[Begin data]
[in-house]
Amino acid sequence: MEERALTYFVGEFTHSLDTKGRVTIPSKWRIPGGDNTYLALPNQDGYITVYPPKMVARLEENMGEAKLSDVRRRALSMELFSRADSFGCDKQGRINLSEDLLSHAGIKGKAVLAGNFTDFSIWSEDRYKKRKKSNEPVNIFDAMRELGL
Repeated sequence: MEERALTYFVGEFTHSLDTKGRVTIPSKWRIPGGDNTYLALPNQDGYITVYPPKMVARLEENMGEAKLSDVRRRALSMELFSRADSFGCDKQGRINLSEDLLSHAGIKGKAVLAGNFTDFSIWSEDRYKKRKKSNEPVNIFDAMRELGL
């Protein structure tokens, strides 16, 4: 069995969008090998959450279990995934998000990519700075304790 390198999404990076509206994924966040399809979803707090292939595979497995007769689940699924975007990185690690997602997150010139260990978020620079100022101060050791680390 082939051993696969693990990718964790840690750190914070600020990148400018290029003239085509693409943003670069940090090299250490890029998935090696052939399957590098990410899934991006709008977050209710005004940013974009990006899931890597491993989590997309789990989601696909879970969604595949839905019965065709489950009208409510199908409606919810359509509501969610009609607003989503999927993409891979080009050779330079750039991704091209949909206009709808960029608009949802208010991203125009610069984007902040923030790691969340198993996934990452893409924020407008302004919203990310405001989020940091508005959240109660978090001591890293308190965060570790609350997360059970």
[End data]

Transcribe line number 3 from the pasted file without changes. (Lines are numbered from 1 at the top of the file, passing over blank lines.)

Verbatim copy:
Repeated sequence: MEERALTYFVGEFTHSLDTKGRVTIPSKWRIPGGDNTYLALPNQDGYITVYPPKMVARLEENMGEAKLSDVRRRALSMELFSRADSFGCDKQGRINLSEDLLSHAGIKGKAVLAGNFTDFSIWSEDRYKKRKKSNEPVNIFDAMRELGL